Emily Blume sits on a boat holding a wineglass.

My Myotonic Dystrophy Journey

“Can you remember anything unusual from your childhood?” my neurologist probed. As I sat in the white-walled doctor’s office with my mom, neither of us could come up with anything. Dustin Smyth, DO, a neuromuscular disease specialist, was looking for indicators that may have gone unnoticed at the time.

I didn’t know it then, but his advice and care would be life-changing for me in the best possible way.

Emily Blume stands in a newsroom with her hands folded on a desk, leaning toward her mother, who is on her right with one arm around Emily and the other arm around Emily’s father. All three are smiling at the camera.

Emily Blume’s parents visited her in the newsroom.

In terms of my childhood health, it was seemingly uneventful. A full, happy, charmed childhood without a blip on the radar. They say ignorance is bliss, and it was for the first three decades of my life.

The initial signs of the disease surfaced in my late 20s, when I was working as a morning-shift television reporter in Davenport, Iowa. My alarm went off at 1:30 a.m. Monday through Friday, and I made it into the newsroom 45 minutes later. One morning in the fall of 2019, while reporting live, I suddenly struggled to finish the sentence that was scrolling across the teleprompter in front of me.

I couldn’t pronounce my words completely. It felt like my tongue froze. It was so unprecedented that I brushed it off and felt grateful nobody seemed to notice.

More than stress

In the years that followed, it happened more frequently, in different environments, and usually while I was under some sort of pressure. So, I chalked it up to stress. My neurologist would later explain that while stress triggered the myotonia (muscle spasm) in my tongue, it was not the root cause. At the time, however, myotonia was not part of my lexicon, so I’d refer to this phenomenon as “the tongue thing.”

Months later, “the tongue thing” materialized again, but this time it was my hands that froze. My heart dropped. “How could stress contribute to this?” I wondered.

By this point, I started to give more thought to something that previously never took up even an iota of space in my mind: My parents had used a sperm donor to have me. Could this be related?

Following the clues

After “the tongue thing” manifested as a muscle spasm in my hands, I figured it was time to see a new doctor. The symptoms were enigmatic to all the health professionals in my close circle, and Google wasn’t providing any clear answers, either.

I walked into what would be the first of many neurology appointments with a lofty list of possible clues. I discussed everything I thought could be related — including the sperm donor, whose medical history was a mystery to me.

I left that appointment with the words “myotonic dystrophy” (DM) scribbled across the top of my after-visit summary. This wasn’t a diagnosis, but it was a start.

In the weeks that I waited on the results of my genetic test, I reached out to the sperm bank my parents had used in hopes of finding answers. Myotonic dystrophy type 1 (DM1) is always inherited from the mother or father, and for each generation that inherits it, the symptoms manifest in more pronounced ways. This is called anticipation. Because my symptoms were on the mild side and emerged later in life, whoever passed it down to me was likely asymptomatic. So, at this point, inheriting it from my mom was just as strong a possibility as inheriting it from the donor.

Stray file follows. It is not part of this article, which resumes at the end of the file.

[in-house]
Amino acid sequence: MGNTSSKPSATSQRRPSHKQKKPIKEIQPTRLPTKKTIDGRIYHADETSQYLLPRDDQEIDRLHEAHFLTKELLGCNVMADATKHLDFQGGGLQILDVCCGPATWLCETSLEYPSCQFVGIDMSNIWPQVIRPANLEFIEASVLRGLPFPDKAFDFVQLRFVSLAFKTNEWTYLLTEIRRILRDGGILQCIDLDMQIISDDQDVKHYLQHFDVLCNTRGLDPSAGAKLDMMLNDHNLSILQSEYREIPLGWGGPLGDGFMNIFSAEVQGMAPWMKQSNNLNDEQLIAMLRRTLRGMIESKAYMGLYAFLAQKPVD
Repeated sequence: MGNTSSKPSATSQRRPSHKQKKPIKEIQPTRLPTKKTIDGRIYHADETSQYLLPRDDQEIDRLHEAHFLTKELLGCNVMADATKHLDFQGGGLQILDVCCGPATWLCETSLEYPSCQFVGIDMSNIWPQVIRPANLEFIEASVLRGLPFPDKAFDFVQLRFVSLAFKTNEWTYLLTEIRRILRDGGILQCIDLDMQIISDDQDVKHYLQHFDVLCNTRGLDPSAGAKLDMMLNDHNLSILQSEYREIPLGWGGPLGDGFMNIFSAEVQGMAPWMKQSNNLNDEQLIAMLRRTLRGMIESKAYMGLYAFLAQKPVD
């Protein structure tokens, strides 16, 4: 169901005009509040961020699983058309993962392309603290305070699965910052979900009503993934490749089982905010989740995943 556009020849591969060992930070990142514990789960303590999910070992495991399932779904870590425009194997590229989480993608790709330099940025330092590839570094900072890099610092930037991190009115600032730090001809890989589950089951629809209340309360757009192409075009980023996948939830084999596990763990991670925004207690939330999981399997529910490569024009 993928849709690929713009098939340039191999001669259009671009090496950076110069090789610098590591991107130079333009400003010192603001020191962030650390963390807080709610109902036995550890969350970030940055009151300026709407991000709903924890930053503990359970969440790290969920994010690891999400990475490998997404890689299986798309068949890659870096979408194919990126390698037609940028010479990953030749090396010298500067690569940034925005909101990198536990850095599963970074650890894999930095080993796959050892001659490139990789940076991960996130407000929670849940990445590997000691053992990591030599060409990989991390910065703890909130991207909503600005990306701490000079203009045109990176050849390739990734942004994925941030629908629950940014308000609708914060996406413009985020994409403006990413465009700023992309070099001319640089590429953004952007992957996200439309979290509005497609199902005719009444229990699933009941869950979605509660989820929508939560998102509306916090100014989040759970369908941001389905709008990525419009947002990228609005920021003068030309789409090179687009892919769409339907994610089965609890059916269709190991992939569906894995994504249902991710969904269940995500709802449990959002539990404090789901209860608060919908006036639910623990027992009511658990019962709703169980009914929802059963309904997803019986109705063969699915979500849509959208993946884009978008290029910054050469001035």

The genetic counselor explained to me that they didn’t test donors for DM 30 years ago — and more alarming, they still don’t. Next, she started her search to get in touch with the man who donated more than 30 years ago.

The sperm bank was able to track down the donor, and he agreed to be tested for DM1. His cytosine-thymine-guanine (CTG) repeat count came back at over 50, which is just above the baseline for the asymptotic form of this disease, explaining why he never knew he had it. My mom was also tested, and her results came back negative.

Managing my health

When my genetic counselor presented my positive test for DM1, I was relieved. Now that I know what it is, I can learn how to manage it, I told myself.

With this newfound knowledge, I tracked down the aforementioned Dr. Smyth, a provider in Coeur d’Alene, Idaho, who has extensive experience with DM patients. He provided tactics and advice and prescribed me critical medications — mexiletine and modafinil — that control my myotonia and daytime fatigue.

“You can live into your 90s and die of something entirely unrelated,” Dr. Smyth reassured me. This has become my mantra on the days when fears of the unknown transpire.

I recognize I’m lucky beyond measure when compared to others who face greater health struggles. In the time since my diagnosis, I’ve learned the intricacies of what contributes to my symptoms and what I can do to manage my health as best as possible. Thankfully, I haven’t noticed any further disease progression.

Dr. Smyth’s care has been life-changing for me, and that’s a far cry from the “I’m sorry, there is nothing we can do” I got from the first neurologist I was referred to. We must be our own advocates. If your provider isn’t giving you answers or solutions to help, keep looking for someone who will.

While ignorance may have been bliss for some time in my life, knowledge is power today — and with that knowledge, I feel fortunate to have organizations like MDA that empower those of us living with neuromuscular diseases to live our best lives.

Emily Blume is a freelance journalist living in Washington State.

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